The Transfigurations Of Us

I am loving all of my colleagues posts about Ashes to Go this morning!  It makes me wish I lived in a more commutable place and could do something like that.  We are having a labyrinth available in our Fellowship Hall tonight 6-7 and then worshipping at 7.  I am looking forward to it!

Here is my sermon from last Sunday …

***

Sarah Weaver
Rehoboth Congregational Church
Rehoboth, MA
February 7, 2016

Exodus 34:29-35
Luke 9:28-36

The Transfigurations Of Us

By now, most of you have heard that longtime RCC members, Paul, Kathy and Cassandra Lumbra were on vacation in Mexico two weeks ago when Paul became very ill. He was hospitalized and eventually life flighted to Fort Lauderdale last Friday. I was able to fly down to be with them this week; I showed up at the hospital armed with the prayers and well wishes of a concerned church community (as well as an RCC prayer shawl, of course!).

I am sure that it will come as a surprise to no one that Kathy is down there making friends with the other families in the ICU. She and I were sitting together in Paul’s room and it seemed like she waved to every other person that walked by.

Eventually Kathy started telling me some of their stories. One girl was the daughter of a man who had complications from his cancer treatments while on vacation. One woman was staying vigil by the bedside of her estranged son, who had been shot. One couple was visiting their son, who was terminally ill. They, like Kathy, were all from out of town. They were away from their homes, their friends and their support networks. Their worlds had been turned upside down.

And yet, in the midst of their chaos, they found one another. They checked in with one other and kept track of how everyone’s loved ones were doing. They brought each other coffee and food. One family let the mother of the boy who had been shot stay at their hotel when she did not have a place to stay. They prayed together and they rejoiced when one person’s loved one was doing better, even if theirs was not. “It has become our own little community,” Kathy told me over breakfast on Friday.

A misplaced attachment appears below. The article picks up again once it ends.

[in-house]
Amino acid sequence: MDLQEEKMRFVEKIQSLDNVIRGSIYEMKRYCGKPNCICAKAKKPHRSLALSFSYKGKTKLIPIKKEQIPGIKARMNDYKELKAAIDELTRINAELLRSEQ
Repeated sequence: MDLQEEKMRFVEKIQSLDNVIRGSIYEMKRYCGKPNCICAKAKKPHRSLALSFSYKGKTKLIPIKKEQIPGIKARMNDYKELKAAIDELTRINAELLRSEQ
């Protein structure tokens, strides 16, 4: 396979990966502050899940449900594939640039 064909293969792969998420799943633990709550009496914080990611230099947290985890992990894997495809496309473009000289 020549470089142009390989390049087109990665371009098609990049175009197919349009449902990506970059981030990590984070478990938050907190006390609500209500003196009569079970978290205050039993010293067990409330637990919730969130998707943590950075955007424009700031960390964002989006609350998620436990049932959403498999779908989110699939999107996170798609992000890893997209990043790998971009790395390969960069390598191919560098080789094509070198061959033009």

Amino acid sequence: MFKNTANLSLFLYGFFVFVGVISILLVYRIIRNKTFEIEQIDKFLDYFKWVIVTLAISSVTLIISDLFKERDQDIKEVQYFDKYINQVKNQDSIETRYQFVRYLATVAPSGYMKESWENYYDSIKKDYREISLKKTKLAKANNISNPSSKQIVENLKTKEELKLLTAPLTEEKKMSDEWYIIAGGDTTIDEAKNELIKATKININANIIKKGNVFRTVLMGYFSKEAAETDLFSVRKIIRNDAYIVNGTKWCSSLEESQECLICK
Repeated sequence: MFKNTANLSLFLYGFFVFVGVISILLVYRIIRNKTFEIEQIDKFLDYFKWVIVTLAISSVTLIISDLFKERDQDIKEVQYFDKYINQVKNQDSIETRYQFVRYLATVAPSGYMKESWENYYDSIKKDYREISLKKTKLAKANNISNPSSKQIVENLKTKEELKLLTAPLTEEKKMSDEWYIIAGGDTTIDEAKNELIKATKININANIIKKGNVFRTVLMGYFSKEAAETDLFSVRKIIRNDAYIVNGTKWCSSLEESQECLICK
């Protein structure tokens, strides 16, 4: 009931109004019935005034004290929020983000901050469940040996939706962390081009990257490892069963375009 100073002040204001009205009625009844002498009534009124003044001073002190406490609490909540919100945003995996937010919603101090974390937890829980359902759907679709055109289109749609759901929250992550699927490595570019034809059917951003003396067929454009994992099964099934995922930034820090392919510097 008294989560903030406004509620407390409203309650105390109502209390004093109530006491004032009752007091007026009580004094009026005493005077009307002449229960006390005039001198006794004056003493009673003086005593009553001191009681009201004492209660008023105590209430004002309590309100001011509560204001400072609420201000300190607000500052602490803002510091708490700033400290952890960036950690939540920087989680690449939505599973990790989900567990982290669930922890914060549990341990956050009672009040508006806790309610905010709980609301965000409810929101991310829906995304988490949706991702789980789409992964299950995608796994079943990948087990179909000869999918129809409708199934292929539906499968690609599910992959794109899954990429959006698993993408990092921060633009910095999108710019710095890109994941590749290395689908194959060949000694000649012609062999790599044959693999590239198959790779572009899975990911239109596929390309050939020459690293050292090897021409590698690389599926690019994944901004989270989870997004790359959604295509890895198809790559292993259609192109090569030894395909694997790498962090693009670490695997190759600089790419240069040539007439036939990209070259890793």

I talk about “grace – unexpected” all the time, but it was real to me this week. I saw – in vibrant color – what it truly means for God to work through ordinary people in this world.

Outward and visible signs of outreach and hospitality continued as the day went on. The drivers of the shuttle between the hotel and hospital knew Kathy by name. The woman in charge of cleaning up breakfast at the hotel packed a bag of snacks and drinks for Kathy to take with her to the hospital each day. The nurses cared for Kathy as if she was their patient as well. Other couples staying at the hotel asked Kathy how Paul was doing when they saw her in the lobby and celebrated when she noted his progress. My phone never stopped buzzing, whether it was about monetary donations, fundraiser ideas or wonderful comments from our amazing Facebook prayer community back home.

When I preached on the body of Christ last weekend, little did I know that I would have the opportunity to see it come alive in such a marvelous and grace-filled way this week.

In fact, I was starting to wish that I had been scheduled to preach on the body of Christ this Sunday. After all, everyone coming together to do God’s work in this world is seemingly an easier scripture for many of us to try to live out in our lives than the one where Jesus takes his disciples up on a mountain, starts to glow and then is seen standing next to thousand-year-old prophets.

Which, I can pretty much guarantee, is not going to happen today.

This morning we heard the story of the Transfiguration. The Transfiguration marks the last Sunday before the beginning of the Lenten season. It is the powerful narrative of the moment in time when Jesus transformed on a mountaintop in front of his disciples; where Jesus became radiant and appeared with Moses and Elijah and God’s voice was heard claiming Jesus as God’s son.

This can be a challenging story for us to think about. It is a miracle; and miracles are not always easy for us to believe in and understand, especially when they seem so far out of reach in our own lives.

My Tuesday morning bible study and I just started working our way through the gospel of John. John is – by far – the most mystical and miraculous of the four gospels. In two weeks we have made it through just three chapters as we try to pick apart and find meaning in stories that really do not make sense in our world.